WVPB Wins National Award for 'Jay: A Rockefeller's Journey'
West Virginia Public Broadcasting has won the 2016 NETA Best Documentary Award for Jay: A Rockefeller's Journey. "As a former VISTA myself, I've long known the powerful story of Jay Rockefeller falling in love with West Virginia," said Scott Finn, WVPB executive director.
"It is our privilege to bring that story to the world, and our honor to be recognized by NETA for the documentary’s excellence,” said Finn.
The film’s producer/writer Suzanne Higgins and producer/editor Russ Barbour accepted the award at the National Educational Telecommunications Association’s annual conference for PBS member stations in Baltimore Monday night. Higgins and Barbour also won regional Emmys for the documentary earlier this summer.
“I’m very proud of our producers and the entire production team,” said Chuck Roberts, WVPB director of video production and chief operating officer. “We competed with the best documentaries produced by PBS stations in 2015, so it’s very exciting.”
Key WVPB video production members on the Rockefeller project included Aaron Shackelford, Chip Hitchcock, Chuck Frostick, Larry Dowling, John Hale, Janet Kunicki, Jeff Higley, John Nakashima, Chuck Kleine and composer Matt Jackfert.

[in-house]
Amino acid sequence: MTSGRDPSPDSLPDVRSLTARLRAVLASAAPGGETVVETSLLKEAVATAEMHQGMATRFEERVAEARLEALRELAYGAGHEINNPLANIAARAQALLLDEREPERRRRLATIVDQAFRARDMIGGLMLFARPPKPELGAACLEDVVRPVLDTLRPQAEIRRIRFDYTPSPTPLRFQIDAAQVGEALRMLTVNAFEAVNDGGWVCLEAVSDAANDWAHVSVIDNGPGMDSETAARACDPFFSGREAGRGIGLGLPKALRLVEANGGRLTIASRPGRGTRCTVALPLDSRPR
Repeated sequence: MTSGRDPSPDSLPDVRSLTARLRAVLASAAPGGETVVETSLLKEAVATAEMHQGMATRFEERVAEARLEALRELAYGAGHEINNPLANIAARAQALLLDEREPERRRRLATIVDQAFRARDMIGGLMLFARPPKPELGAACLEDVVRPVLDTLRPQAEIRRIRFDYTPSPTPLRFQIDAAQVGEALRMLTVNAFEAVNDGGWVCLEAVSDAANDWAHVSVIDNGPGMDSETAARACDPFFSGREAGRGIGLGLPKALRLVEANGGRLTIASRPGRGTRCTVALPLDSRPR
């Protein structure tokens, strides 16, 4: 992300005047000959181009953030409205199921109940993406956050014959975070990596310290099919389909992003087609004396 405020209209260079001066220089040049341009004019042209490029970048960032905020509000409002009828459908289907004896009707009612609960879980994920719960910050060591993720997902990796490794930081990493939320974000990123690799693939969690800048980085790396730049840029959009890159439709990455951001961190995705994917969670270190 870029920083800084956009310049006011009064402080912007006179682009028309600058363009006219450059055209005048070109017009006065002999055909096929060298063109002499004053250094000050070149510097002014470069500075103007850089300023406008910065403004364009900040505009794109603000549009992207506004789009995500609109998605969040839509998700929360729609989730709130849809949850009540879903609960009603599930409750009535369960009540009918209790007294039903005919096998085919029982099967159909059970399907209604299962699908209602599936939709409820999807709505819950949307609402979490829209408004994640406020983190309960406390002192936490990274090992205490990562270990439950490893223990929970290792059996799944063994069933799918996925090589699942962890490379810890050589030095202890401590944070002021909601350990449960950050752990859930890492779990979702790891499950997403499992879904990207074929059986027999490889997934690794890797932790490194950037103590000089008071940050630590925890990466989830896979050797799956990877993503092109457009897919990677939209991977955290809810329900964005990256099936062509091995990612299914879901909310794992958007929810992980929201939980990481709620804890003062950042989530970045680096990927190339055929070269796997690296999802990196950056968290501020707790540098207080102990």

Jay: A Rockefeller’s Journey is a 2-hour program tracing the 50-year public service career of John D. Rockefeller IV, capturing much of the political history of West Virginia, his adopted home. As one historian states in the film, the Rockefeller name was notorious and despised for more than the first half of the 20th century, and the great grandson of industrial titan John Davison Rockefeller spent his professional career in an effort to rehabilitate that name.
The documentary explores Jay Rockefeller’s influences and motivation, his successes and failures, from early childhood, to his arrival in West Virginia as a poverty worker, through chairmanships of some of the most influential committees in the United States Senate.
Jay: A Rockefeller's Journey was produced with financial assistance from the West Virginia Humanities Council, a state affiliate of the National Endowment for the Humanities.